Results tagged “tubes”

Radio 1946

Radio - Design, Production Operation, a technical magazine from 1946

I've always liked collecting old radio books and magazines, from kid's science project books to Popular Electronics.


I enjoy reading the scans done by other radio freaks trying to preserve history, so here's a contribution from me, scanned several years ago. It's a trade magazine called Radio, with 56 pages, written for engineers and technical people. One could say it's like a 1940s version of Radio World.

I believe that this magazine came from the trash of Peter Granba here in Pittsburgh. In the 1980s there was a big curb side trash pile on a main road nearby, and the trove was so good that I asked my dad to drive me there so that I could pick up some of the radio-related items. Granba was apparently a Ham radio operator and electronics experimenter.

April 1946 contents include:

  • Cover: Western Electric's 'Clover-Leaf' FM broadcasting antenna
  • Inductive Tuned Loop Circuits
  • IF Amplifier Stability Factors
  • Electro-Mechanical Analogy In Acoustic Design
  • AM Transmitter Design
  • D-F For Static Pulses
  • Recent Radio Inventions
  • Bridged T And H Attenuators, Diode Conduction
  • Loss Due To Shunt Or Series Resistance
  • Capacitor Machine, Co-ax And TV, FM With Non-Linear L

In 1946, television and FM seemed to be well on their way, with the FM antenna tower on the cover, and high power FM, VHF, UHF and microwave tubes for airplane instrument landing being detailed. One advertisement is for the Eimac 3X2500A3 external anode tube, capable of 3500 watts output from 88-108 mhz, the modern FM band.

My favorite article is Modern AM Transmitter Design starting on page 30, which is about the latest 250 watt broadcast transmitter, as used in many communities across the country. It's fan-less, so it can be placed right in the studio, uses motorized final amplifier tuning, a high level plate modulator, and has a frequency response from 30 to 10,000 hertz.

250 watt AM band transmitter

Get the full draft quality but readable PDF scan here:



Crosley radio

The story of my Crosley Model 125 'Litlfella' AM table radio, 1931-32

One day long ago I was hiking in a wooded area a few miles from my house, and came across a dilapidated little barn. One side of it was open and I peeked in and saw a big old radio sitting on a shelf, or a pile of wood. As you'd imagine, everything was gray with dust and webs, but I could tell what it was, I'd seen radios like it in old movies, where curved-top sets like that were part of the decor in parlor rooms.

I don't know why, but I left for home and came back later on my bike. I was around 11 or 12, and went everywhere on my one speed bike, so maybe I thought I couldn't carry a 17 pound radio all the way home without wheels. I sat it on the bike's seat and wheeled it home.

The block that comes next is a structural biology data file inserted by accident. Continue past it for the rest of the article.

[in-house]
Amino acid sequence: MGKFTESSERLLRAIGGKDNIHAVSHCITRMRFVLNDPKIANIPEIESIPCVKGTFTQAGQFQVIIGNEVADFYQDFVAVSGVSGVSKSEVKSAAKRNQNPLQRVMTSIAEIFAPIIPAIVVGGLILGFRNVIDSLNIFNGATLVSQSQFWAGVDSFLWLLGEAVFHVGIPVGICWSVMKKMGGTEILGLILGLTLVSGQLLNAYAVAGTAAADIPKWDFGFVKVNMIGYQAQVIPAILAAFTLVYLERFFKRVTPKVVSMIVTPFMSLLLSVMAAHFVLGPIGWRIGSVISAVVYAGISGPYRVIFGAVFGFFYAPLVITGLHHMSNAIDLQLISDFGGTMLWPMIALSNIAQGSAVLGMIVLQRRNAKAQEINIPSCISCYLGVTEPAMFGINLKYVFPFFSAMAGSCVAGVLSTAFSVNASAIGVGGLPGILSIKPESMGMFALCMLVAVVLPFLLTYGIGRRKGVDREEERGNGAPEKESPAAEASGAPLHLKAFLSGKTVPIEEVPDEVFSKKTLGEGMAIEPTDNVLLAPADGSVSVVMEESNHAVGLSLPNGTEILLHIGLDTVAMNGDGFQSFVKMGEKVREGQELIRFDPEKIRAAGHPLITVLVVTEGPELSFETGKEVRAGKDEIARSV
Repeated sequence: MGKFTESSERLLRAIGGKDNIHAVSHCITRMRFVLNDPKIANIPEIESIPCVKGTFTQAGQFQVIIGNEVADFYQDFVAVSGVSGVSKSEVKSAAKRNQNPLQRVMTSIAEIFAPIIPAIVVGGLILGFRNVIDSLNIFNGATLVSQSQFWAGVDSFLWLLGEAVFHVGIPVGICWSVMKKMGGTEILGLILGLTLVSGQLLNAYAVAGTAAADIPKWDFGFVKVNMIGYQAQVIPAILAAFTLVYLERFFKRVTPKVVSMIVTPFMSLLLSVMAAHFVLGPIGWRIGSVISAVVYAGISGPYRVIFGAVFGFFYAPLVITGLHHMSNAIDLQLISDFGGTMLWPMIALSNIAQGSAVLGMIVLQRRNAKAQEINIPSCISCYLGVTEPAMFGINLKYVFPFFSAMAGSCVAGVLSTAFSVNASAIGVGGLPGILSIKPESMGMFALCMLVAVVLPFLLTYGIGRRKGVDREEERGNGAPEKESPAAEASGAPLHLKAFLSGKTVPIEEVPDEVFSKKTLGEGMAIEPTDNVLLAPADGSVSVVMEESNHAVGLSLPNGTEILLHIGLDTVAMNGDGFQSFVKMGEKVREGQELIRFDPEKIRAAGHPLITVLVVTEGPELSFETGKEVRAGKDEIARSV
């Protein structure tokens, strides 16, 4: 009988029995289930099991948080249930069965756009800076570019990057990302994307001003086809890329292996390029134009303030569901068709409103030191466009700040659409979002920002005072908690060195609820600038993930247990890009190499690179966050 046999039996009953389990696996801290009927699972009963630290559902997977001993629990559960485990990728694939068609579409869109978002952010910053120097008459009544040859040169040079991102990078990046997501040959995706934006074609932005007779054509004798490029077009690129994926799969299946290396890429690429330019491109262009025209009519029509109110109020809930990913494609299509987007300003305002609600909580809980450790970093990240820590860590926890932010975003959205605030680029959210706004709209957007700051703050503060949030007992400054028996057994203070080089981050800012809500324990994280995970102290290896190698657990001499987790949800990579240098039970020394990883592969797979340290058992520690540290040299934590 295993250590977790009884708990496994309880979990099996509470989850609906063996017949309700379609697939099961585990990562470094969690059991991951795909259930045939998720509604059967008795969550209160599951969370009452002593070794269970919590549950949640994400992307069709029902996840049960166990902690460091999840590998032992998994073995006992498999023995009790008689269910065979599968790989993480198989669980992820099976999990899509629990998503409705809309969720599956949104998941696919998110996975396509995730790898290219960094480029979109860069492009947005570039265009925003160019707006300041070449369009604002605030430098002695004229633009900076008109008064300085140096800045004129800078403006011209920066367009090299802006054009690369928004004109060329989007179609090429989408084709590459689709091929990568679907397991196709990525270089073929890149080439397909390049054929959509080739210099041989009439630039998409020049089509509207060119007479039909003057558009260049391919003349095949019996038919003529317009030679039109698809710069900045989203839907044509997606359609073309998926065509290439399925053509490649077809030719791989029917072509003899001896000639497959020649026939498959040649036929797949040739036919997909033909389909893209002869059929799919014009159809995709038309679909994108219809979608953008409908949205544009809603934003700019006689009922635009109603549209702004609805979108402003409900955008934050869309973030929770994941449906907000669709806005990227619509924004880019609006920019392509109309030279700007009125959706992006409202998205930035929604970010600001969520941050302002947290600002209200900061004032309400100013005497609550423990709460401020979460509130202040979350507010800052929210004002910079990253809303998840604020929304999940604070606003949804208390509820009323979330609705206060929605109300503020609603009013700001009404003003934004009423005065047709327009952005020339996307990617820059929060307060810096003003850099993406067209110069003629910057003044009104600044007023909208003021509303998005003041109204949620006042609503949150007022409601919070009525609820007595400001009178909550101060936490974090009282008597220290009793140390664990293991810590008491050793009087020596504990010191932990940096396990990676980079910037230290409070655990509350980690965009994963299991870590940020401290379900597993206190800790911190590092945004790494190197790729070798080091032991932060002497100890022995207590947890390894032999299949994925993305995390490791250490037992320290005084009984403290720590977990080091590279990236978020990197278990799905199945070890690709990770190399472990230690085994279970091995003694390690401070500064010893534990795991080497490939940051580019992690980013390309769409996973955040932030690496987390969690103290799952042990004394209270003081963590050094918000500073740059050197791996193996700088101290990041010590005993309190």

The Crosley had a couple of issues, the cloth behind the speaker opening was all torn up, though the speaker cone looked okay. A bigger problem was cracks in the '80' rectifier tube's glass envelope, which meant the radio couldn't possibly play without a replacement tube. My theory at the time was that since the power cord had been stored in the back of the radio, the plug had hit the tube, but I'll never know for sure.

For a speaker cloth, I went to mom's fabric box, where she kept lots of carefully folded scraps for patches to mend clothes with. I got something I thought would look good in the radio, took out the speaker and put the cloth in front of it. It looked a little like Hawaii, but I thought it was okay at the time, and I'm glad I put it in, since it's protected the speaker cone from damage over the years.


After that I stored the radio on the bar top in the basement, waiting until I could get an 80 tube for it. At the time I wasn't connected with the radio scene or collectors, so I didn't know how to get a tube, just thinking antique stores might have it, or I'd find another radio that had a good 80, but I never did. Years later I was at a radio gathering and made friends with someone who had an 80 tube, and he offered to send it to me free of charge! Thanks Workingman.

The new 80 brought the radio to life, the tubes lit and it had some hum and a scratchy volume control, but in spite of that the tuner was able to pull in a few local stations, weak but listenable. I put the radio away again and thought that sometime later I could restore it more. I was writing with a friend at Hobby Broadcasting's blog about his old radio restorations, and he mentioned that radio companies have made replacement speaker cloth for these old radios more recently, and asked what kind model of Crosley it was. I didn't know and went to check, and thought I might as well do a photo shoot while I was at it, inspiring this article.

It's interesting to think about the history of this radio, how it probably sat in someone's parlor and was the main source of electronic information a household would have at the time. Television wouldn't come to Pittsburgh for another 16 years yet, 1948.

Related links:

Here's a small gallery with more pictures of my Crosley:

Someone has restored their 125, different cabinet, looks to be the same chassis:

The 125's schematic:

Hobby Broadcasting's blog